Certain types of productions present a special situation for editing. For example, if I am editing down a documentary, or selecting B-Roll clips for promotional or live event productions, it is very important that I do not use the same shot in an edit more than once, over and over. The audience could pick up on that and lose interest, and even lose faith in the story being told. Thus, editors in those situations benefit from some sort of used media list.
The Final Cut Pro X development team spends a great deal of time thinking through how to implement features and tools. This can cause new additions to take time in manifesting. When a new feature is released, it is usually about the most ingenious way of implementing that tool or workflow. Well, in FCP X 10.1+ we have a very unique and slick way to track used and unused media for any given Project timeline. If you are familiar with FCP X at all, you know about Favorite (green star) and Rejected (red X) ratings, or tags. There is another tag that comes in very handy. It also has what I call the reverse lookup mode, too. This is the Used Media Range tag.
In the image below, you can see a clip in the Browser, which has green Favorite ranges, red Rejected ranges, and blue Keyword ranges. All of these run along the top edge of a clip’s filmstrip representation in the Browser. They’re also listed with each clip in the Browser’s List mode. Along with those is an orange bar, indicating a special type of clip range metadata. This is showing the range of this clip that has been used in the currently active Timeline. Thus, in one glance, I can see what I have and have not used so far in my current edit. Take notice of my statement, “the currently active Timeline”. Because this feature is Timeline sensitive, which I’ll explain in a short while.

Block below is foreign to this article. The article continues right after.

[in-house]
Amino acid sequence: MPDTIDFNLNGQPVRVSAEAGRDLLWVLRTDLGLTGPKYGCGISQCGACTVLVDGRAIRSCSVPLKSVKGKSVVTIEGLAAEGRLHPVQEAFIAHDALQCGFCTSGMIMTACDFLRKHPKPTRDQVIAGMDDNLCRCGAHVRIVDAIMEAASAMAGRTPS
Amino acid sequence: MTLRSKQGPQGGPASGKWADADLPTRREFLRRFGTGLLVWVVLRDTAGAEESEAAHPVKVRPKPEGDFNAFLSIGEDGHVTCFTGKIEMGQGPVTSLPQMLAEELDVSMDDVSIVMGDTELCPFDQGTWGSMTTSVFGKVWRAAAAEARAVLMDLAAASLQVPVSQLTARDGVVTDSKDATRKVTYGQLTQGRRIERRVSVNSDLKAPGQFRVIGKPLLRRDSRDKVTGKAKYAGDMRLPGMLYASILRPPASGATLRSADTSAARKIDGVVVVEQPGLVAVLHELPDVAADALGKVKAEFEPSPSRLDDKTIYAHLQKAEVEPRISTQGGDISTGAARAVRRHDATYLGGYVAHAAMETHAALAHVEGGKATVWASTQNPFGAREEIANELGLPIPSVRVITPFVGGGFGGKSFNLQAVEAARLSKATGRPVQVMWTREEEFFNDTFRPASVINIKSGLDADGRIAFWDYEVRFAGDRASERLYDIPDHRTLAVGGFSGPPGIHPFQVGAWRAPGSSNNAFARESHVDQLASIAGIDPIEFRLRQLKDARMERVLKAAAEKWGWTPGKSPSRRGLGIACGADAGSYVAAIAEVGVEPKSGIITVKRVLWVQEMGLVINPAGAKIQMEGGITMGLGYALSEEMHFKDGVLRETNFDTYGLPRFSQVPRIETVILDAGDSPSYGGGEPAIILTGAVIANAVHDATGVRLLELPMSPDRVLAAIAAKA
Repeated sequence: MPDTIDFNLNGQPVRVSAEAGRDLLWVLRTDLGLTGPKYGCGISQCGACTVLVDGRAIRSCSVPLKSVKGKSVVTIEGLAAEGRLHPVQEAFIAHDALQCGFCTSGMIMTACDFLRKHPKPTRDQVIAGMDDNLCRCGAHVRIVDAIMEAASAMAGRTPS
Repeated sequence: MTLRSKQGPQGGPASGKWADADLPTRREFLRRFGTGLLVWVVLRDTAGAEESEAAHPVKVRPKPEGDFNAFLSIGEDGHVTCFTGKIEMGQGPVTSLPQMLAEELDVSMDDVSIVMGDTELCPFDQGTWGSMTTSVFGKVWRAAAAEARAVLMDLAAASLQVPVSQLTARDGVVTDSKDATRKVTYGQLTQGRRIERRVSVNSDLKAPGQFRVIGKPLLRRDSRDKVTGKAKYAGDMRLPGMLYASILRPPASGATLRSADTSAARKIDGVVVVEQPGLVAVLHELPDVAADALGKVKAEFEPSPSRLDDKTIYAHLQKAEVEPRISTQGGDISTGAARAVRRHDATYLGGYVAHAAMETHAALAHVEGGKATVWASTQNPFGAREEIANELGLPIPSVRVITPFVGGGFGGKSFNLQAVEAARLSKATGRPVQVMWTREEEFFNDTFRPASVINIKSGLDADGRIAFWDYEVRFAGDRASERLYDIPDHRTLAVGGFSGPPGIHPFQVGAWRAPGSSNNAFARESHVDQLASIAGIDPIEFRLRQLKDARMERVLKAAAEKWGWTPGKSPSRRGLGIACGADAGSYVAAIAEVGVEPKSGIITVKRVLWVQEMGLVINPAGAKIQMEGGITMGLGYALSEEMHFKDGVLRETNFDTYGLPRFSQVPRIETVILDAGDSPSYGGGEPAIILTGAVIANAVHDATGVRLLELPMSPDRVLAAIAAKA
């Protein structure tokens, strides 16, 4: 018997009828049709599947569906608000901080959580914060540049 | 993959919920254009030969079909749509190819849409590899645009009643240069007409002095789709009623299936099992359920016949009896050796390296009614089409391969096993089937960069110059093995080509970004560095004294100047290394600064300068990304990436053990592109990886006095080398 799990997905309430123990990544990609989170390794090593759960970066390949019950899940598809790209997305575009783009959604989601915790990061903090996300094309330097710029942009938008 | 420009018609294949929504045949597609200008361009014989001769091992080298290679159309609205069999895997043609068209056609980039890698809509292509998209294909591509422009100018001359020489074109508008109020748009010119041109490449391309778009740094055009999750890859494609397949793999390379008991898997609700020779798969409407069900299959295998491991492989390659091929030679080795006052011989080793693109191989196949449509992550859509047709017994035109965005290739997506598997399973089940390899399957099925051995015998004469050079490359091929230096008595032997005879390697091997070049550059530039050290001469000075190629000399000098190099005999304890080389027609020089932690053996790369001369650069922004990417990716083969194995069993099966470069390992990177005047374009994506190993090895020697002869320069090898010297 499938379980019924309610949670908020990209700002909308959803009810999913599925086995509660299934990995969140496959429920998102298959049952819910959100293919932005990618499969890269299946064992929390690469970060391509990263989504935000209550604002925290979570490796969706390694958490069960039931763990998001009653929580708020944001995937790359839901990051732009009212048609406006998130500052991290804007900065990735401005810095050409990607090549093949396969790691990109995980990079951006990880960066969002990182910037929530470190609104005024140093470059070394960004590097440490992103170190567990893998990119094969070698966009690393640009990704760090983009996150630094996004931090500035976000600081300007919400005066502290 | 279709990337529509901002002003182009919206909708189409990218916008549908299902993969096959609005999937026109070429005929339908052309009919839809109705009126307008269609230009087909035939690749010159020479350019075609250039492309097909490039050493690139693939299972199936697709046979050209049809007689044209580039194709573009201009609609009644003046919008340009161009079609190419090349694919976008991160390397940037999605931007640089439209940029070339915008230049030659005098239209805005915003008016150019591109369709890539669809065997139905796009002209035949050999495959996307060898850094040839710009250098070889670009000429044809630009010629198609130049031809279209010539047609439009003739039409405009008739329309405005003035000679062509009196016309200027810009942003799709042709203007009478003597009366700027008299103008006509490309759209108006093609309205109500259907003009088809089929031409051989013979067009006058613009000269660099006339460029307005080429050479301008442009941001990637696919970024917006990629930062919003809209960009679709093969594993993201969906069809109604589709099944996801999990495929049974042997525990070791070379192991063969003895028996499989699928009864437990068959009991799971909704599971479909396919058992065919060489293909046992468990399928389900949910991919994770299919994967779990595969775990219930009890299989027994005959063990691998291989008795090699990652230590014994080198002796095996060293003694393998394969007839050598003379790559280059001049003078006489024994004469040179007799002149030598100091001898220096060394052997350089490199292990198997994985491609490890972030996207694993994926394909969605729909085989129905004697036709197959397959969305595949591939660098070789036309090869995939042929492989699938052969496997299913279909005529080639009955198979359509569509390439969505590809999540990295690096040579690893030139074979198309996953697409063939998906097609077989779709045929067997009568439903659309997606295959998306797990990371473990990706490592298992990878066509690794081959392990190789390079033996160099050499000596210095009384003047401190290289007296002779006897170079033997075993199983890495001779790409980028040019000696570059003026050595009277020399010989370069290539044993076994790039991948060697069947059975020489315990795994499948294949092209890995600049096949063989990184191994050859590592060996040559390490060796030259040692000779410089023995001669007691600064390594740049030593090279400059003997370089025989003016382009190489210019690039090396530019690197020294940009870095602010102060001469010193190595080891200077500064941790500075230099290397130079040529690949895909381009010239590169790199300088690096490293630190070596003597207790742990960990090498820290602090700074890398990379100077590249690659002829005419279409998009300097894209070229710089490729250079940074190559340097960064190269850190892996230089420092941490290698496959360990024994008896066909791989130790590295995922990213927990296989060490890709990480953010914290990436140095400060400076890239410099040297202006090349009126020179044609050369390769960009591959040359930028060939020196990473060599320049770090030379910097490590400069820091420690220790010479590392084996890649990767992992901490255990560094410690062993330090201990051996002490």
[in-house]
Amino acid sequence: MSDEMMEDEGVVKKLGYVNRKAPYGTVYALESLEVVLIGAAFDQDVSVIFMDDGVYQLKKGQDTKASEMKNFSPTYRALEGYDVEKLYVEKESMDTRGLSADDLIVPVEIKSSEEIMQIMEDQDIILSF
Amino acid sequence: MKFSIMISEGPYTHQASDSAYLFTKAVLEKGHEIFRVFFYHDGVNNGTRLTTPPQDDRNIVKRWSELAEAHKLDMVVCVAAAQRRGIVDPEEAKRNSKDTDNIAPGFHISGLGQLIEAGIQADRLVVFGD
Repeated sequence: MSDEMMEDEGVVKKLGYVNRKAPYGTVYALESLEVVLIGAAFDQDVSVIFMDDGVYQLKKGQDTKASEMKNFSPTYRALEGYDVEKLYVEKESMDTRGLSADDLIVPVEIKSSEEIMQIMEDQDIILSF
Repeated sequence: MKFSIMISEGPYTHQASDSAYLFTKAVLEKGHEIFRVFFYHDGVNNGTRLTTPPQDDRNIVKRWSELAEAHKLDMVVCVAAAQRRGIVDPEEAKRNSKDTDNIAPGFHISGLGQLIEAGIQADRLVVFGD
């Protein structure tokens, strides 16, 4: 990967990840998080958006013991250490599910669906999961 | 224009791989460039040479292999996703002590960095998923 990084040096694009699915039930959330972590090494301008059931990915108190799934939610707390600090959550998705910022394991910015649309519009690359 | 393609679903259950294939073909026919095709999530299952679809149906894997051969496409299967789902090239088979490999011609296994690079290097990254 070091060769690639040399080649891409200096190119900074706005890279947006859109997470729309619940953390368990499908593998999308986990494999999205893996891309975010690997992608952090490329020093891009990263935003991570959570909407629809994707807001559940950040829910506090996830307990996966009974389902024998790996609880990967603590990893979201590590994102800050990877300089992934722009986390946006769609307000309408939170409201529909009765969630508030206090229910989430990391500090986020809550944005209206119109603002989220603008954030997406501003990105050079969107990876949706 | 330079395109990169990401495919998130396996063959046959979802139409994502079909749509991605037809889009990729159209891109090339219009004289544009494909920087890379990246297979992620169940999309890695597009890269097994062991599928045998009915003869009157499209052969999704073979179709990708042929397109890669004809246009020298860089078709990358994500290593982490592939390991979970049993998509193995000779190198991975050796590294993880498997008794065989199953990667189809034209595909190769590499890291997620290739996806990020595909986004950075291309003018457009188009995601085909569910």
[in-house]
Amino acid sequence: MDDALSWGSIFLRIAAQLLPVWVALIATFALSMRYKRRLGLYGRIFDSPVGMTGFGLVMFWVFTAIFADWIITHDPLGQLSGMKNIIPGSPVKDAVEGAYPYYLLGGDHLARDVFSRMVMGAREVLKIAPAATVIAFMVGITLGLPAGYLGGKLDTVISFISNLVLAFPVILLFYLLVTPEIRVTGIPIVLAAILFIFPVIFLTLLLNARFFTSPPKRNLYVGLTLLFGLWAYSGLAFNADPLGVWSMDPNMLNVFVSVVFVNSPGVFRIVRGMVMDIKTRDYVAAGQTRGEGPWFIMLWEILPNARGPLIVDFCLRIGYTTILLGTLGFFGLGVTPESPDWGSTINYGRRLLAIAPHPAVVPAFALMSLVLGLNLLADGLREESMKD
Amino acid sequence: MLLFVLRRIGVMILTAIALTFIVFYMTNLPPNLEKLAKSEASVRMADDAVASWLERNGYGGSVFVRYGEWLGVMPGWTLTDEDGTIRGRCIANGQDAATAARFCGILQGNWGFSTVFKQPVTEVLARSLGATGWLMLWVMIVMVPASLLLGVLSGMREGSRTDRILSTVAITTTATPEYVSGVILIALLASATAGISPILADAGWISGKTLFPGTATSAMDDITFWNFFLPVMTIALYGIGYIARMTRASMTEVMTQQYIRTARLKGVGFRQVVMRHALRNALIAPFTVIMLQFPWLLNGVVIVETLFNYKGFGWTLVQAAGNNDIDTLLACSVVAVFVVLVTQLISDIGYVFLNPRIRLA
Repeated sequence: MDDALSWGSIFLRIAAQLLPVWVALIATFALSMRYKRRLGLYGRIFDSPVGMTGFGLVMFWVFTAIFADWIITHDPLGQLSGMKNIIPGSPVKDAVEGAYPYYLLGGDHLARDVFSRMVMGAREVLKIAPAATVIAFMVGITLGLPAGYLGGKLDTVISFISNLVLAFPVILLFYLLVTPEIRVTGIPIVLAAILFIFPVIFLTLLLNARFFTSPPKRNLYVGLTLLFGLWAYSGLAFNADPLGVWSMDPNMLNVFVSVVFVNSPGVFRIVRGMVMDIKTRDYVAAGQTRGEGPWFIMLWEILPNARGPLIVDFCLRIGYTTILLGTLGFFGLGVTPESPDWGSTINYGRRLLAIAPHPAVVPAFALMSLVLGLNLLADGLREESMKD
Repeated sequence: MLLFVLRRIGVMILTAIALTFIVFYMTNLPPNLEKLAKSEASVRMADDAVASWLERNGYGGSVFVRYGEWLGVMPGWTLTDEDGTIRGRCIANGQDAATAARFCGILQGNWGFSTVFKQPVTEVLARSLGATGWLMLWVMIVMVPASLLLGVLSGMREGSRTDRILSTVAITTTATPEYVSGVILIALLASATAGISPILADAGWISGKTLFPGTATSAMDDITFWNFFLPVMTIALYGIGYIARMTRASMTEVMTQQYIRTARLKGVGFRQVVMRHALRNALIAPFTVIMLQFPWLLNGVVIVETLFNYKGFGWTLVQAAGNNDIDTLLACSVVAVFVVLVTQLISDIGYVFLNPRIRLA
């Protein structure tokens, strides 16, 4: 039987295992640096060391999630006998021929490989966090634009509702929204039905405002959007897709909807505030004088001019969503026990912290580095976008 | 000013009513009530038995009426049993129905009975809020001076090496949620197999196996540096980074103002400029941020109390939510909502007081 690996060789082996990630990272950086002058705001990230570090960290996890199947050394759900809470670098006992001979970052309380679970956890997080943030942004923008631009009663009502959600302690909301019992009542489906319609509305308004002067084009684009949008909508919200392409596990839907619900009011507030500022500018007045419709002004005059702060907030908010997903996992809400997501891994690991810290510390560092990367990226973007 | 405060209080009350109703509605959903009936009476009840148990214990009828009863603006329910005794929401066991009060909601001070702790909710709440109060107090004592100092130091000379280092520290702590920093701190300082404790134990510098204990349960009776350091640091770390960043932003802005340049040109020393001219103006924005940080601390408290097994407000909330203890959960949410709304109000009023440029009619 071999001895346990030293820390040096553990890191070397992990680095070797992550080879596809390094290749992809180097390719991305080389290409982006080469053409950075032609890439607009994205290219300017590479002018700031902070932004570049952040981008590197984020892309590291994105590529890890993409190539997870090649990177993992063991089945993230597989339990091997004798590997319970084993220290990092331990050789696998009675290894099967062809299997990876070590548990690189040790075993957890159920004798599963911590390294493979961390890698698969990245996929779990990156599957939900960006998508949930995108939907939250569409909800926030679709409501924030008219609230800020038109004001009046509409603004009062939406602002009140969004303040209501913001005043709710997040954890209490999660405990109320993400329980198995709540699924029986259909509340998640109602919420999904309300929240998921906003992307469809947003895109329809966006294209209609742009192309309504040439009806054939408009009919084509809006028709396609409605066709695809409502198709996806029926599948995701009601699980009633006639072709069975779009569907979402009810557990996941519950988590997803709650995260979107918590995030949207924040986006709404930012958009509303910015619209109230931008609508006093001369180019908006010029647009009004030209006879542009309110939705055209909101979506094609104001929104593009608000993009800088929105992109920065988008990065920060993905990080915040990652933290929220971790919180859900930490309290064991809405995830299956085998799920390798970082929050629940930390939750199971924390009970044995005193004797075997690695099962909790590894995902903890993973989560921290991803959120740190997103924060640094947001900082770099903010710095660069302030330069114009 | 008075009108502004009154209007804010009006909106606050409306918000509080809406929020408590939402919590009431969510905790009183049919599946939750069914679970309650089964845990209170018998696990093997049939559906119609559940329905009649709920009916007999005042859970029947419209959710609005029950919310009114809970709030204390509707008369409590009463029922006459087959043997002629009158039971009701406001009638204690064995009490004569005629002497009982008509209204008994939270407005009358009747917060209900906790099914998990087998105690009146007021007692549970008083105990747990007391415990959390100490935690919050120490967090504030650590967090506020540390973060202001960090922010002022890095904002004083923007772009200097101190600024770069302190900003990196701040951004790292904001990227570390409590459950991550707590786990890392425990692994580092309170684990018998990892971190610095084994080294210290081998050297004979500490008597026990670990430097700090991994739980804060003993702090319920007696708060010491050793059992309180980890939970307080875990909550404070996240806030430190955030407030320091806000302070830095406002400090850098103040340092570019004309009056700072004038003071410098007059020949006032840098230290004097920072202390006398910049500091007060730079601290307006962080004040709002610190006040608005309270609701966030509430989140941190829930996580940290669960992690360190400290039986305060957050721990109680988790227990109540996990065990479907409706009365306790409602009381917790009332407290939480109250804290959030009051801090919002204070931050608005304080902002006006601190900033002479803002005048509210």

You may not see these at first when cruising through media in your Timeline. So how do you get these Used media tags to work? That is very simple. I hit S to turn on Skimming, skim my clip, hit I to mark an In point, skim more, hit O to mark and Out point, hit E to make an Append edit, and poof. The orange Used media tag is applied automatically. These will show up in either the Thumbnail or List view modes of the Browser. If you’re not seeing them in your Browser, go to the View menu, and make sure that the “Show/Hide Used Media Ranges”. If it is set to Show, click it to turn it on. If it is set to Hide, click it to turn the orange Used Media Ranges off.
Think of these wonderful orange tags as a shortcut. Before FCP X 10.1, if you selected a clip in the Timeline, and either right-clicked it, chose Reveal In Browser, or used the shortcut of Shift-F, you would see that clip’s parent in the Browser and the section used in the Timeline would be highlighted. If you simply look at the parent clip in the Browser now, you can see exactly what sections have been used in your current Timeline edit.